PubMed Central

    2014-01-01

    healer. A number of the plants used by the clan healer had reported similar uses in Ayurveda, but differ considerably in their therapeutic uses from that reported for other tribes in Bangladesh. The present survey also indicated that in recent years the Deb barma clan members are inclining more towards allopathic medicine. PMID:24502444

  13. Effects of exotic species on Yellowstone's grizzly bears

    USGS Publications Warehouse

    Reinhart, D.P.; Haroldson, Mark A.; Mattson, D.J.; Gunther, Kerry A.

    2001-01-01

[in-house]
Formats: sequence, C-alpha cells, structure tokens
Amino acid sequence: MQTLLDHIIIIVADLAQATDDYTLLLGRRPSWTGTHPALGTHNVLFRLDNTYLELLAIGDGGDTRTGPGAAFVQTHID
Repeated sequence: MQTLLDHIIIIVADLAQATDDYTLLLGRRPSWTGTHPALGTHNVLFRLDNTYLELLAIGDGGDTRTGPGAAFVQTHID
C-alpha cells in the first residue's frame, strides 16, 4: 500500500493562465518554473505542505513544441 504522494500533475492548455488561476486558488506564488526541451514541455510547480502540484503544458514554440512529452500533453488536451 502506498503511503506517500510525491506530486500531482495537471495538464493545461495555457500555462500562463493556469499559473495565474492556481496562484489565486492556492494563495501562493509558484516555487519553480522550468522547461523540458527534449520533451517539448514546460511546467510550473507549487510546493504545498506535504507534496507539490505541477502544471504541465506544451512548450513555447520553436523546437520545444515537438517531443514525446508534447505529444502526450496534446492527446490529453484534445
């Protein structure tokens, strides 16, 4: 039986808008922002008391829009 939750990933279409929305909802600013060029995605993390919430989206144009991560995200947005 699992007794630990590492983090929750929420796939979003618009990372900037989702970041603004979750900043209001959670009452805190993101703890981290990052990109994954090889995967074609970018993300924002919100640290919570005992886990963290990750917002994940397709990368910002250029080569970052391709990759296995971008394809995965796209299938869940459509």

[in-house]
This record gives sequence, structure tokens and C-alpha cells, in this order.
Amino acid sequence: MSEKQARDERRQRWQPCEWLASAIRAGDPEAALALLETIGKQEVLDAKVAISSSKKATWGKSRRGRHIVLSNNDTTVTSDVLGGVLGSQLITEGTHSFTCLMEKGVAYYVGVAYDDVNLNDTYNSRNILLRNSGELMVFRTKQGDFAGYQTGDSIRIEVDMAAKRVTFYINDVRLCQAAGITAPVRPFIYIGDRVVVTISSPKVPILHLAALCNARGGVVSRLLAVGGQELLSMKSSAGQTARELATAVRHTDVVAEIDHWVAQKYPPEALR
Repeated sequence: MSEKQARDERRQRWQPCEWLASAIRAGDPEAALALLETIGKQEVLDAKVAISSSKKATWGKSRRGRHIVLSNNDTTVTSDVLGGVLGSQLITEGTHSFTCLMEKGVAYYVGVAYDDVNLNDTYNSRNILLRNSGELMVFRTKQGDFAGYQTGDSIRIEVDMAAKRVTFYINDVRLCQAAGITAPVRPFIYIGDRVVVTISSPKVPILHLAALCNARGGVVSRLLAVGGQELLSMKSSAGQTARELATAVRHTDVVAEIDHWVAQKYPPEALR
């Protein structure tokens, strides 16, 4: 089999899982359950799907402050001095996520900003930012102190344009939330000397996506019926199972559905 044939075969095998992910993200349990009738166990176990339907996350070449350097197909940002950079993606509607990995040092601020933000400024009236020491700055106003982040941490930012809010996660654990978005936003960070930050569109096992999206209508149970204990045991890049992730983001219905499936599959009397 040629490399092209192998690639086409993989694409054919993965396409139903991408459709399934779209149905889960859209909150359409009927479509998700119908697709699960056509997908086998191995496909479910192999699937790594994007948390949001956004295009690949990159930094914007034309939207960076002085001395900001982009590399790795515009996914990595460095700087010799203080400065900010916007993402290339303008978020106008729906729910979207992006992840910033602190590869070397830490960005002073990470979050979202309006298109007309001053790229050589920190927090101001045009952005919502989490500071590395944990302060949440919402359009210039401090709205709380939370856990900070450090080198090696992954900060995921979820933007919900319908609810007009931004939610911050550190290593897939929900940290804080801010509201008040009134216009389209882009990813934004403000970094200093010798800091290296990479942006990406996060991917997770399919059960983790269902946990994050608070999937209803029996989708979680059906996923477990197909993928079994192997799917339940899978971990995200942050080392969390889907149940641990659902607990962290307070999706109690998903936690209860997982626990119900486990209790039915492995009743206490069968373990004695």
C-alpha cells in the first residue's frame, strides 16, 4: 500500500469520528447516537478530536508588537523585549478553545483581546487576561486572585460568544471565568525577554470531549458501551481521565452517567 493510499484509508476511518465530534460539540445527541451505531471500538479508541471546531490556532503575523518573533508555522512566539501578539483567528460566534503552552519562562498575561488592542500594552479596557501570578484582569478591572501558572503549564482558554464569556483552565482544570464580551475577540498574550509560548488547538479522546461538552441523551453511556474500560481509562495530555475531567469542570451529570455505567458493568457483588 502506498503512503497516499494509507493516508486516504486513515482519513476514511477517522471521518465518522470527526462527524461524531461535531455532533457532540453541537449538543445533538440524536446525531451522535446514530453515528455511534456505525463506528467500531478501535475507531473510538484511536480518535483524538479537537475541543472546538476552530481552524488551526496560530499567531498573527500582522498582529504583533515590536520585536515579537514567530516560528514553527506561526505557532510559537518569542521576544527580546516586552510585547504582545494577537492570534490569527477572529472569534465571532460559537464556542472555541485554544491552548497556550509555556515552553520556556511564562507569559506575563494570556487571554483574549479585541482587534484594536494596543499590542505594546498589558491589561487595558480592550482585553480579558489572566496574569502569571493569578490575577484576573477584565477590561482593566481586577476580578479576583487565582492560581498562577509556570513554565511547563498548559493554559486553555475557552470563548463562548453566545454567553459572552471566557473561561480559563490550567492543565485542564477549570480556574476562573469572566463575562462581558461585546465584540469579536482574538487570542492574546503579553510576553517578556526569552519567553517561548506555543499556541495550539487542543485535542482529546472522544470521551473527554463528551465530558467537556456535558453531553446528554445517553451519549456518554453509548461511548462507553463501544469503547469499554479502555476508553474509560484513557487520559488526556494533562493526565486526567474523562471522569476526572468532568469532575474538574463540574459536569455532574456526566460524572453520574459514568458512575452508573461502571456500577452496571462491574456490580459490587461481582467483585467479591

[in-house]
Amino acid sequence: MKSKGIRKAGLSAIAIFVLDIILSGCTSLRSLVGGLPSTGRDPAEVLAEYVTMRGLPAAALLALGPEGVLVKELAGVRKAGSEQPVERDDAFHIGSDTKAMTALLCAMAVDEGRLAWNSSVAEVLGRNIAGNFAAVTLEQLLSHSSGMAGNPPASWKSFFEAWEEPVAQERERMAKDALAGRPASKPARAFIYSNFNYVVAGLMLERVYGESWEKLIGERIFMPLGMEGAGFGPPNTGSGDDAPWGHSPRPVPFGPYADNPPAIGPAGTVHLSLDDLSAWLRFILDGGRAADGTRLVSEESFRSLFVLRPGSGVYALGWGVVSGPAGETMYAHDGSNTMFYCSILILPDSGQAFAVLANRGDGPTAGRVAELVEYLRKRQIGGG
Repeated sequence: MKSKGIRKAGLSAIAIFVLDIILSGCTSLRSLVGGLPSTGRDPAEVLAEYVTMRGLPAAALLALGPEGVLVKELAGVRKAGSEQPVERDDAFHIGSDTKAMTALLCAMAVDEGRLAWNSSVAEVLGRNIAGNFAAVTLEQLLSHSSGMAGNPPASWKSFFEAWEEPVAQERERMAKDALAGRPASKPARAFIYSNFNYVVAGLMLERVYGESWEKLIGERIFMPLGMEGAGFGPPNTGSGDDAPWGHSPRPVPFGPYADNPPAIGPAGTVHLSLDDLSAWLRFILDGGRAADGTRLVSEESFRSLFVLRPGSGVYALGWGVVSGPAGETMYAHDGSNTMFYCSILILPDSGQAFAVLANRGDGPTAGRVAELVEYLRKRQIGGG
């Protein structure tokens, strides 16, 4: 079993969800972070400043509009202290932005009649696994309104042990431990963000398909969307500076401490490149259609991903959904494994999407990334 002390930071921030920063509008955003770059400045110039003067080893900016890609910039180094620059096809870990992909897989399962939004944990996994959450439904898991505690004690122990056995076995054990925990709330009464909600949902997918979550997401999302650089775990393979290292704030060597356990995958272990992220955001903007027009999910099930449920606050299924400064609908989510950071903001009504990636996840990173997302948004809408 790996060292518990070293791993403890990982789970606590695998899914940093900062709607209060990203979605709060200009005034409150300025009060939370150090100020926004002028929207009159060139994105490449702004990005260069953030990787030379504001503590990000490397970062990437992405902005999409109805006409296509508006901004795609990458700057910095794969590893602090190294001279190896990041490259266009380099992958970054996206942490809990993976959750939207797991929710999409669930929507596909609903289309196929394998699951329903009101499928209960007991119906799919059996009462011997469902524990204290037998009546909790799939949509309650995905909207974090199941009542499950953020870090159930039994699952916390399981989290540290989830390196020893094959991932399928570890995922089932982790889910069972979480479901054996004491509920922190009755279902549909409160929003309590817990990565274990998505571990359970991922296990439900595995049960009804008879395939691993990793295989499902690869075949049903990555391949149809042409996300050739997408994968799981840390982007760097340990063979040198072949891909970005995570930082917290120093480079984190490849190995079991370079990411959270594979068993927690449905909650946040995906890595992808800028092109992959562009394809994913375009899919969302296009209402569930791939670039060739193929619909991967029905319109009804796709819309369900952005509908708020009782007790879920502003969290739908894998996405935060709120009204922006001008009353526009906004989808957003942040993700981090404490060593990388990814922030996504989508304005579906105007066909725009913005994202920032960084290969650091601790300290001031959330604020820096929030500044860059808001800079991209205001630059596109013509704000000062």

Humans have affected grizzly bears (Ursus arctos horribilis) by direct mortality, competition for space and resources, and introduction of exotic species. Exotic organisms that have affected grizzly bears in the Greater Yellowstone Area include common dandelion (Taraxacum officinale), nonnative clovers (Trifolium spp.), domesticated livestock, bovine brucellosis (Brucella abortus), lake trout (Salvelinus namaycush), and white pine blister rust (Cronartium ribicola). Some bears consume substantial amounts of dandelion and clover. However, these exotic foods provide little digested energy compared to higher-quality bear foods. Domestic livestock are of greater energetic value, but use of this food by bears often leads to conflicts with humans and subsequent increases in bear mortality. Lake trout, blister rust, and brucellosis diminish grizzly bears foods. Lake trout prey on native cutthroat trout (Oncorhynchus clarkii) in Yellowstone Lake; white pine blister rust has the potential to destroy native whitebark pine (Pinus albicaulis) stands; and management response to bovine brucellosis, a disease found in the Yellowstone bison (Bison bison) and elk (Cervus elaphus), could reduce populations of these 2 species. Exotic species will likely cause more harm than good for Yellowstone grizzly bears. Managers have few options to mitigate or contain the impacts of exotics on Yellowstones grizzly bears. Moreover, their potential negative impacts have only begun to unfold. Exotic species may lead to the loss of substantial highquality grizzly bear foods, including much of the bison, trout, and pine seeds that Yellowstone grizzly bears currently depend upon.